That’s a typical match-day menu for me. On a match day, smoothies are a great way to boost my carbohydrate intake – this can help support my endurance performance and ensures I have high levels of energy output throughout the game.
There you have it – that’s typically what I eat before a netball game.
I hope you enjoyed reading this blog on what to eat before a netball game and if you have any questions drop me a message on social media!
Nat Metcalf x
Natalie Metcalf’s advice on What to eat before netball training
In addition to eating healthily, netball players should stick to three other rules during the day of a big training session or netball game:
This might seem obvious, but most of us don’t drink enough water during the day, busy work and school schedules not allowing regular fluid intake. Drinking enough water throughout the day helps maintain mental clarity and allows the body to function smoothly. A rough guide for netball athletes is to drink between 1.5 and 2 litres every day, this is best consumed steadily throughout the day. The easiest way to tell if you’re dehydrated is to check the colour of your urine – it should be pale, almost clear and not dark yellow. Dehydration can lead to headaches and poor concentration – two things you definitely don’t want to be suffering from as the whistle goes for the first centre pass.
Give your body time to digest
This is super important for all netball players. Netball is a high-intensity sport with changes in direction, jumping and leaping thrown in. All these movements put huge pressure on your body and the last thing your body needs to be doing as it’s leaping up and down and from side to side is digesting food. Aim to eat at least two hours before a netball match to give your body time to digest properly. We appreciate this isn’t always possible however so if a busy schedule means you have an hour or less, stick to eating little and often that day and make sure your “final” meal is a lighter one and a mix of carbohydrates, protein and some fats.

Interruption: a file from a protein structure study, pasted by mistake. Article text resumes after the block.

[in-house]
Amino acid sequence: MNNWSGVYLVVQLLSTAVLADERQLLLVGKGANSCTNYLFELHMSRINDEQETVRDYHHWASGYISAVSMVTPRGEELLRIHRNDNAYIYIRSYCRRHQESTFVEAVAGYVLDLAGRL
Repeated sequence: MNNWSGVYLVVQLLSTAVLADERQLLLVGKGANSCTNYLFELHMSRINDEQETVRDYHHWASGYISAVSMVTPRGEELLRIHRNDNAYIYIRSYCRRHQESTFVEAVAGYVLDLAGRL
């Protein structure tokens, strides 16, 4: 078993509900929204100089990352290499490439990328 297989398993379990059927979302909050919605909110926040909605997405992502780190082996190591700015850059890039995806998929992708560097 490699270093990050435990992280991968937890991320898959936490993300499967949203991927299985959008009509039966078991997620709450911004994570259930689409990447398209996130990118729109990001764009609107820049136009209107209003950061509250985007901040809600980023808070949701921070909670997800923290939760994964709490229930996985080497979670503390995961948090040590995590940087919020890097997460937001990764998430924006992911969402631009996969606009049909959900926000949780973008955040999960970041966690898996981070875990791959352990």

By boosting your energy levels through regular meals you’ll have more strength to exercise. For example, if you’re wondering what to eat before a netball game in the evening, see it as three opportunities to get your nutrition right during the day by balancing the number of carbohydrates, protein and fat you consume at mealtimes. If you leave fueling your workout until the last meal before your netball game, it’s likely you’ll feel sluggish and full which is far from ideal when your teammates need you to be firing on all cylinders.
You do you
There’s a lot of advice online about what you “should” eat and it can be overwhelming. Balance is everything. If you’re getting a good mix of the food groups mentioned above, eating colourful plates, and eating healthy snacks you’re on the right track. That’s not to say certain foods are off-limits, here at Elite Netball Academy we also enjoy eating chocolate, the odd packet of sweets and bacon sandwiches! You’ve got to enjoy what you’re eating and hey, some jelly babies at halftime will always go down well with your teammates.
Food is important, it fuels our bodies, our minds and should be enjoyable too. Netball is a high-energy sport and we want you to be at your very best in every training session and during every match so if you pay attention to what you’re putting in, you’ll get more out.
We hope you have enjoyed this article on what to each before a netball game and a huge thank you to Natalie Metcalf for giving us an insight into her typical training day netball diet.
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About Elite Netball Academy: